“Alexander’s trierarchs” and Borza’s baseless claims

Original Source: Akritas Blog

Everybody knows the Borza claim that Alexander’s trierarchs “are named according to their ethnicity”. Let’s read what Professor Miltiades Hatzopoulos answer as about this Borza thought :


The list of the Macedonian trierarchs comprises at least two persons whose impeccable Greek “ethnicity” the American historian would readily recognise: Nearchos son of Androtimos and Laomedon son of Larichos hailing respectively from the Cretan city of Lato and the Lesbian city of Mytilene. Borza makes no mention of this difficulty in his comment on the list, but attempts to deal with the first case in a note referring to a different context, hesitating between casting doubts on the reliability of the list and on that of Nearchos’ origin. In fact, just as the presence of the “forgotten” category of the Cypriots contradicts the alleged binary opposition between Greeks on the one hand and Macedonians on the other, discrepancies such as the above belie the supposed “ethnic” character of the list and cannot be explained, unless the latter reflects “nationality”, “Staatsangehörigkeit”, rather than “ethnicity”.

Borza, who sets great store by the case of Eumenes’ handicap as an “ethnic” Greek, despite his long years in Macedonian service, could not convincingly argue that Nearchos and Laomedon and thousands of other Greeks from beyond Olympus ceased to be “ethnic” Greeks –whatever that may mean– when they settled in Macedonia.

The explanation of the presence of Nearchos and Laomedon in the Macedonian list is obvious: contrary to Eumenes, when they moved to Macedonia, they did not simply settle in the country, but became citizens of Amphipolis and ipso facto also of the Macedonian Commonwealth.

It is thus more than clear that the trierarchs are not “named according to ethnicity”. The classification is determined by political criteria. All citizens of Macedonian civic units are classified as Macedonians, whatever their origin.

Who then are the Greeks?

Medios son of Oxythemis from Larissa, Eumenes son of Hieronymos from Kardia, Kritoboulos son of Platon from Kos, Thoas son of Menodoros and Maiandros son Mandrogenes from Magnesia, Andron son of Kabeles from Teos.

Now, the home cities of these trierarchs share a common feature: they were all members of the Hellenic League (of which Macedon itself was no part), Larissa and Kardia from the time of Philip II, Kos and Magnesia and Teos since 332. On the other hand the kingdoms of Cyprus, which joined Alexander at the siege of Tyre, never adhered to the League officially styled as “the Hellenes”.

Also Professor Hatzopoulos says as about the ethnicity…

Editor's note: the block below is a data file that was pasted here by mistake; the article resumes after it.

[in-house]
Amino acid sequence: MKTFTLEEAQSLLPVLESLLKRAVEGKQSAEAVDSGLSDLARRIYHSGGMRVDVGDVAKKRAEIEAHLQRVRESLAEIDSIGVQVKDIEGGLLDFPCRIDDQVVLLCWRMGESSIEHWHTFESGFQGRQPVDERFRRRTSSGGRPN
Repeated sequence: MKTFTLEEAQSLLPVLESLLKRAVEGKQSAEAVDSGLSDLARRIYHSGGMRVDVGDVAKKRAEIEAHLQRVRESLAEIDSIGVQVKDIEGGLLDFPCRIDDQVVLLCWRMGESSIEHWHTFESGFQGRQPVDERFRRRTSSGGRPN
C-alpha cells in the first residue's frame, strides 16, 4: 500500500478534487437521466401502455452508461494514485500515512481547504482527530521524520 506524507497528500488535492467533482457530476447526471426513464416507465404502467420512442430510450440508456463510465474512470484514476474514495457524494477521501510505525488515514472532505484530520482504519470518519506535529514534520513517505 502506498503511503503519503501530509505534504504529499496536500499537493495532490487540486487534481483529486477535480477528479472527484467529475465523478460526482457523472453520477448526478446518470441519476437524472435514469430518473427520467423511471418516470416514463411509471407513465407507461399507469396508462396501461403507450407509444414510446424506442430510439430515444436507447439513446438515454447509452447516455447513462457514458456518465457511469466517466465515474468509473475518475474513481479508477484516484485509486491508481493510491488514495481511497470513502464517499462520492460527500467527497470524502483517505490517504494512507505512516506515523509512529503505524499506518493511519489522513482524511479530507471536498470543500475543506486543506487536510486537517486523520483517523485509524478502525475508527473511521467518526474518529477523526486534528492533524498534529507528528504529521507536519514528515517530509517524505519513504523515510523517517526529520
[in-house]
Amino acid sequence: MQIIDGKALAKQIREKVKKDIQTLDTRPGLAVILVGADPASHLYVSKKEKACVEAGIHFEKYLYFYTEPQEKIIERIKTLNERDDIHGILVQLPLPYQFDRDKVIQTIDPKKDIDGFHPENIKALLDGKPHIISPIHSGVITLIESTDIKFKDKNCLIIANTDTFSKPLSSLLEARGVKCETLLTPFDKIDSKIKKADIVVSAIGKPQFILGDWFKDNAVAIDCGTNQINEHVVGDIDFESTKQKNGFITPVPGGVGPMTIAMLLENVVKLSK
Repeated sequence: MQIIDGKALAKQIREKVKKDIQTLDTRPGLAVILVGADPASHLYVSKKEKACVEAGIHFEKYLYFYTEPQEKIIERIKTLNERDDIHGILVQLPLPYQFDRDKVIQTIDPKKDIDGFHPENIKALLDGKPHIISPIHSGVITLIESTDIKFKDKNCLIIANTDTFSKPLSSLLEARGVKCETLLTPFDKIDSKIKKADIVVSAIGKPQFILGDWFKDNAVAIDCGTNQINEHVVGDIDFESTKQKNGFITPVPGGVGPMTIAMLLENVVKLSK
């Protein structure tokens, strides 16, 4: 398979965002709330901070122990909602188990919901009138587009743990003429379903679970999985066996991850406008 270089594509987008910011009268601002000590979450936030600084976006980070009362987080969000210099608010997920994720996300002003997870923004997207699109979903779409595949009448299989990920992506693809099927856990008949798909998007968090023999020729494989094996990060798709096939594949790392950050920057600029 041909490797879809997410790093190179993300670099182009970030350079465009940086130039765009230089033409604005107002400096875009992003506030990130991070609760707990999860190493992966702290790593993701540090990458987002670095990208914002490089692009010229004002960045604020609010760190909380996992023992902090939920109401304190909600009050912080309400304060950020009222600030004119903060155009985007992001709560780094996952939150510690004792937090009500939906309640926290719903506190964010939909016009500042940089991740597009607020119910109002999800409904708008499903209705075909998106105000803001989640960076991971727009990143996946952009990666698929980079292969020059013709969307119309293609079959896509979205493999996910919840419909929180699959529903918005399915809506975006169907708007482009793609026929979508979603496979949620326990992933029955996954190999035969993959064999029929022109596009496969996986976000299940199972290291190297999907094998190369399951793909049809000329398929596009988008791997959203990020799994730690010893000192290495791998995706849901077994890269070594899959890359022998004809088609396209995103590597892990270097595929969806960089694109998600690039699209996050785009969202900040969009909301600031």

The word “ethnicity”, as already mentioned, is practically untranslatable in languages such as Greek, German or French, except as a calque from Engish. Its success in the latter language, and in particular in American English, is probably due to the shift in meaning of the term “nation” in a country without a long national tradition, which, instead of the people, came to be used for the “state”, causing the need for the creation of a new term. For a Greek the existence of an öθνος or for a German the existence of a “nation” is clearly independant from that of a state apparatus.


A closer look at other passages collected and adduced by Borza as supposedly revelatory of the –“ethnic” that is to say, according to him (vide supra), of the cultural– distinction between Greeks and Macedonians betrays similar difficulties and discrepancies. As M. B. Sakellariou has aptly stressed, the contrast and occasionally the antagonism between Greeks and Macedo­nians in the age of Philip and Alexander, of which the American historian makes so much, was political and had to a certain extent social causes.

Those who deny that the Macedonians were Greeks assert that they took the Greek names for gods, heroes, festivals, months and people from the Greeks. In the first place, however, there is no other example of a people neighbouring on the Greeks whose names were 95% Greek before the middle of the fourth century; many centuries later than this, a large percentage of Paionians, Thracians, Mysians, Lydians, Karians and Lycians had local names, even though they had begun to feel Greek cultural in­fluences much earlier. Furthermore, a number of the Greek-sounding names given by the Macedonians to gods, heroes, festivals, months and persons do not occur outside Macedonia or areas in which Macedonians had settled.

source :PERCEPTION OF THE SELF AND THE OTHER: THE CASE OF MACEDON, Macedonian Identities, pages 61,62

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